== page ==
Deepfake videos usually have a negative connotation since it has been linked with fake videos of celebrities, including porn. However, many businesses are now embracing the technology, integrating it into their work processes.
Some partners at accounting firm EY are incorporating synthetic talking-head-style virtual body doubles of themselves in emails and client presentations. One EY partner used a virtual double to speak to a Japanese client in their native language, something which apparently had a good effect.
The exploration of such technologies comes at a time when traditional modes of establishing business relationships, like meetings, long lunches, golf matches, and networking, have become almost impossible due to the pandemic and its restrictions. EY’s use of virtual doubles is based on the technology provided by UK-based startup Synthesia.
In an interview with Wired, Jared Reeder, who works at EY on a team that provides creative and technical assistance to partners, said that he has come to specialize in creating AI doubles of coworkers in the past few months. The video clips that incorporate the fake doubles are openly acknowledged as synthetic.
According to Reeder, the technology has livened up conversations with clients. “We’re using it as a differentiator and reinforcement of who the person is… As opposed to sending an email and saying ‘Hey we’re still on for Friday,’ you can see me and hear my voice… It’s like bringing a puppy on camera… They warm up to it,” he said.
In an interview with the BBC, Synthesia’s chief executive and co-founder Victor Riparbelli calls the technology the “future of content creation.” To illustrate his point, Riparbelli gave the example of a company employing 3,000 warehouse workers in North America, with some of the employees speaking English and some Spanish.
“If you have to communicate complex information to them, a four-page PDF is not a great way. It would be much better to do a two or three-minute video, in English and Spanish… If you had to record every single one of those videos, that’s a massive piece of work. Now we can do that for [little] production costs, and whatever time it’ll take someone to write the script. That pretty much exemplifies how the technology is used today,” Riparbelli said.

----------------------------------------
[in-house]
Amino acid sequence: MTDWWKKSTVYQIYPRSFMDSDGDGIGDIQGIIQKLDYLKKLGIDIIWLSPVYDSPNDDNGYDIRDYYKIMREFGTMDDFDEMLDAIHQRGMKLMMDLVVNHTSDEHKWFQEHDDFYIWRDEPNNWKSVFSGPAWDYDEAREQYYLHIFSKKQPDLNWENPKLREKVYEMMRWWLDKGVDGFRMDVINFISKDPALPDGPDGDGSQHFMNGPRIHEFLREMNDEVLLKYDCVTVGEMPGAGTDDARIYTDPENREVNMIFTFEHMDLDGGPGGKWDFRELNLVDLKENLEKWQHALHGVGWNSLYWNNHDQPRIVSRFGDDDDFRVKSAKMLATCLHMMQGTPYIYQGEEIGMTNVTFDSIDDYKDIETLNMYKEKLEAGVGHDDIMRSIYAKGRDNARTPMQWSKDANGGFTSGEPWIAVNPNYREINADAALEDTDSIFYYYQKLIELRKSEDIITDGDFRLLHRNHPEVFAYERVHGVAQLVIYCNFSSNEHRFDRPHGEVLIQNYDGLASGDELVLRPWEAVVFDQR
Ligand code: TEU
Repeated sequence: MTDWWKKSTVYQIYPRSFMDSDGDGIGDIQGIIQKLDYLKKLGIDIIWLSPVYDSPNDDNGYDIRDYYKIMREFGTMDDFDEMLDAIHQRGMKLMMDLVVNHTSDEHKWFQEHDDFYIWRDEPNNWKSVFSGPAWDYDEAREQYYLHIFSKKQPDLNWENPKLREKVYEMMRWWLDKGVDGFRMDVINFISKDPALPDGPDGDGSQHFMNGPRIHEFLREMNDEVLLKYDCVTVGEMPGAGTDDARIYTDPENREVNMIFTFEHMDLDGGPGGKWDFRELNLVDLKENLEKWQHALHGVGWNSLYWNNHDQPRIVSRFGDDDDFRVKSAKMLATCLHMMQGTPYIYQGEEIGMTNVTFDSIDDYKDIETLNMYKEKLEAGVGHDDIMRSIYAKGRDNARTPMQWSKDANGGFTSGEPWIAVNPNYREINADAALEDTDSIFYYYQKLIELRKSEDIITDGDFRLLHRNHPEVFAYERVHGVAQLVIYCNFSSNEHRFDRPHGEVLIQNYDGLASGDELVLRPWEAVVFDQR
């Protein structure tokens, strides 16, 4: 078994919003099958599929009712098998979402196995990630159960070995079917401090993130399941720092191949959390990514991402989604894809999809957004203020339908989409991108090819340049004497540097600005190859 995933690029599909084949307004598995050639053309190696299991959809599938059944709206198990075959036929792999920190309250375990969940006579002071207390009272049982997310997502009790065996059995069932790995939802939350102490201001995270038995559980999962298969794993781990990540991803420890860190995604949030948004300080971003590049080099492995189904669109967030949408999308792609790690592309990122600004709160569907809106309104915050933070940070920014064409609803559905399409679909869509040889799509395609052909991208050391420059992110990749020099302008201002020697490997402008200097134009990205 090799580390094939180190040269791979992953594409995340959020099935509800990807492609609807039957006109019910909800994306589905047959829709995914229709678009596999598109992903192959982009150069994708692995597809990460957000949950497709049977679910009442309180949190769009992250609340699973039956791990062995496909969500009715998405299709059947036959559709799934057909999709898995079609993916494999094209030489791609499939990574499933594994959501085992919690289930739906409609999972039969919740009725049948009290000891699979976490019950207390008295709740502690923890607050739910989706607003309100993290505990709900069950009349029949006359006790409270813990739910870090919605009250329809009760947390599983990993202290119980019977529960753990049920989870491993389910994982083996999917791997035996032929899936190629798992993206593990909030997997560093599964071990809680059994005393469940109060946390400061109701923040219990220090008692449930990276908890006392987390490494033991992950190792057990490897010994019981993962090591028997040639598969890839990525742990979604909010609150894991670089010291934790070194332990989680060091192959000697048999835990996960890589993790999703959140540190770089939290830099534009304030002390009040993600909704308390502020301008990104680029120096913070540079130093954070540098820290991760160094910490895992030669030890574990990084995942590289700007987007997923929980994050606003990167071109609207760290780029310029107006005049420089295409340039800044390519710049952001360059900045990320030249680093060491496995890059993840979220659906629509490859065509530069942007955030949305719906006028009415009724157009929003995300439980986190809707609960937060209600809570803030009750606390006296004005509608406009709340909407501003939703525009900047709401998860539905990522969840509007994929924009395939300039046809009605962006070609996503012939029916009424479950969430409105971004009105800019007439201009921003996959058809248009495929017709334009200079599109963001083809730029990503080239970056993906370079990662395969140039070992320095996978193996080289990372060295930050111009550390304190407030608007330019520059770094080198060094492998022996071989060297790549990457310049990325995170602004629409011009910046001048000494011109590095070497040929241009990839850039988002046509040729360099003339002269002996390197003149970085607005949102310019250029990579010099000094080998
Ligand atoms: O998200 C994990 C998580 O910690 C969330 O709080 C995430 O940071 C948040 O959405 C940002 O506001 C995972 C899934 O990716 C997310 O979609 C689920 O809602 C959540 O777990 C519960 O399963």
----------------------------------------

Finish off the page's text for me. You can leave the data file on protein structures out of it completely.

Last year, South Korea’s MBN channel aired a news segment featuring a deepfake version of anchor Kim Joo-Ha. The copy perfectly mimicked Joo-Ha’s gestures, facial expressions, and voice. The video caused quite a stir in the country. While some were amazed by it, others worried that Joo-Ha might lose her job. MBN had indicated that it would continue using the deepfake copy for only some of its breaking news reports.
Recently, a YouTube content creator known as Shamook, who is famous for creating deepfake videos where an actor in a movie is switched with another actor, was hired by Lucasfilm. The executives at Disney, which owns Lucasfilm, seemed to have been impressed by Shamook’s deepfake video of a scene from an episode of the Star Wars franchise, Mandalorian.
Criminal use, ethics of commercialization
Similar use of deepfake technologies, whether it be in media, business, or other sectors, is being explored and will likely increase over the coming years. However, deepfakes also present challenges to companies. Deepfake videos can be used to negatively impact a firm’s reputation. Even if the company proves that the video is fake, the reputational damage might not get reversed quite as easily.
A criminal group can use a deepfake video of a CEO admitting some kind of fault in the company to manipulate the stock market. By the time people realize the video is fake, the damage would be done and the criminals would have manipulated the market to their advantage. In August 2019, criminals impersonated the voice of a company’s executive to demand the transfer of $243,000.
In an interview with The Wall Street Journal, Irakli Beridze, head of the Centre on AI and Robotics at the United Nations Interregional Crime and Justice Research Institute, warned that deepfake videos can be manipulated by hackers. “Imagine a video call with [a CEO’s] voice, the facial expressions you’re familiar with. Then you wouldn’t have any doubts at all,” he said.
There are also ethical questions to tackle when using deepfakes even for legitimate activities. Lilian Edwards, professor of law, innovation, and society at Newcastle Law School, says that the issue of commercial use of deepfake technology hasn’t been fully addressed. For instance, who owns the rights to a deepfake video?
“If a dead person is used, such as [the actor] Steve McQueen or [the rapper] Tupac, there is an ongoing debate about whether their family should own the rights [and make an income from it]… Currently, this differs from country to country,” Edwards said.